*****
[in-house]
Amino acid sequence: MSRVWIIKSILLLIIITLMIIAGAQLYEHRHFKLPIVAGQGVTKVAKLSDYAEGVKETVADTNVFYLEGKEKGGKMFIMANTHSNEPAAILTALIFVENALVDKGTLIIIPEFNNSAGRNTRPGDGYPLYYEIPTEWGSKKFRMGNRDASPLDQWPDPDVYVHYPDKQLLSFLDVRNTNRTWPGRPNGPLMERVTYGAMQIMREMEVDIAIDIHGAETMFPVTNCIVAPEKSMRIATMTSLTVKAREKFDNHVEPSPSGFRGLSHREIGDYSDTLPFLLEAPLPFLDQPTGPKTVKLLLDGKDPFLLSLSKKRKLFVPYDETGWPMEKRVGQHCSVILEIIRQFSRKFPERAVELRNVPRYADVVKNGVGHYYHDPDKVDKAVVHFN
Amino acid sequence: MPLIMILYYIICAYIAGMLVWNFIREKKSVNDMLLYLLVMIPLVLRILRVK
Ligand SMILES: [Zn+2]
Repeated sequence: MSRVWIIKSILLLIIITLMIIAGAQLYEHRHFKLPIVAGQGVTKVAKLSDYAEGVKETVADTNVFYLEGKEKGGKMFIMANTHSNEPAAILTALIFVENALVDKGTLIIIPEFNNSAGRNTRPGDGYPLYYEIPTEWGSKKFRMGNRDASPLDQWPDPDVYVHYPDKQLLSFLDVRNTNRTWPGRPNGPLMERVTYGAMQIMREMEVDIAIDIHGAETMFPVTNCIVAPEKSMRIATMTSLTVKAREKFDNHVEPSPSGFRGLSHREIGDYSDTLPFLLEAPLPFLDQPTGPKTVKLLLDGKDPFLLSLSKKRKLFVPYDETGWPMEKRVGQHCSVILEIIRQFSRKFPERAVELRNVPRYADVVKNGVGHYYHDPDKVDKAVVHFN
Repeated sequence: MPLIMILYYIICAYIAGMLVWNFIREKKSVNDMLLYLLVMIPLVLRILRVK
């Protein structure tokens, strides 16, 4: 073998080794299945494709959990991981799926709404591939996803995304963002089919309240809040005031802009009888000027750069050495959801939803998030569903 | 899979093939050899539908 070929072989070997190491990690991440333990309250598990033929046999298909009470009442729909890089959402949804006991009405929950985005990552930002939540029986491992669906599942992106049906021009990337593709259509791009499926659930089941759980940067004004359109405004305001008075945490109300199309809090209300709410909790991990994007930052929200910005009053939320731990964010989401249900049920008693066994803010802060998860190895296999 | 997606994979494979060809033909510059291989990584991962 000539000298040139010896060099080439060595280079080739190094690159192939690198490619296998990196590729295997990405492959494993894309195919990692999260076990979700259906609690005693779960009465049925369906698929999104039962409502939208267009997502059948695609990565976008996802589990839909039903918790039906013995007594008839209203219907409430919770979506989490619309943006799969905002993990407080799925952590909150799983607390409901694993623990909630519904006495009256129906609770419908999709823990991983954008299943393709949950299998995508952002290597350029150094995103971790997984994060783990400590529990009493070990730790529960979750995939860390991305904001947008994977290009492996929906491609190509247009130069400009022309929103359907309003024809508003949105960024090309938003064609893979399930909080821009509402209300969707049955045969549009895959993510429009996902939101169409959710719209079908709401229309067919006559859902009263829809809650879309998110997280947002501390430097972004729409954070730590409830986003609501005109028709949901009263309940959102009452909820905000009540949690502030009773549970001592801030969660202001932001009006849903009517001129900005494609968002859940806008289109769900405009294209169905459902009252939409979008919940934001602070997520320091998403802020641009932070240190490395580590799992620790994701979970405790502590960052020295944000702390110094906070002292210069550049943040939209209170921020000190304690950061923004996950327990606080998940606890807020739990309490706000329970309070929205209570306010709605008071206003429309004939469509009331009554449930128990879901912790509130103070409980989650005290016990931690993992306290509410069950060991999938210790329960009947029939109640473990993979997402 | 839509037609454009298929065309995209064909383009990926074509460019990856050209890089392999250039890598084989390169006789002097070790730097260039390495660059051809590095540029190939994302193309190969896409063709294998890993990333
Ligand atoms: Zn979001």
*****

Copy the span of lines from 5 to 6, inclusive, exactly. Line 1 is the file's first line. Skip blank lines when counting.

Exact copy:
Repeated sequence: MSRVWIIKSILLLIIITLMIIAGAQLYEHRHFKLPIVAGQGVTKVAKLSDYAEGVKETVADTNVFYLEGKEKGGKMFIMANTHSNEPAAILTALIFVENALVDKGTLIIIPEFNNSAGRNTRPGDGYPLYYEIPTEWGSKKFRMGNRDASPLDQWPDPDVYVHYPDKQLLSFLDVRNTNRTWPGRPNGPLMERVTYGAMQIMREMEVDIAIDIHGAETMFPVTNCIVAPEKSMRIATMTSLTVKAREKFDNHVEPSPSGFRGLSHREIGDYSDTLPFLLEAPLPFLDQPTGPKTVKLLLDGKDPFLLSLSKKRKLFVPYDETGWPMEKRVGQHCSVILEIIRQFSRKFPERAVELRNVPRYADVVKNGVGHYYHDPDKVDKAVVHFN
Repeated sequence: MPLIMILYYIICAYIAGMLVWNFIREKKSVNDMLLYLLVMIPLVLRILRVK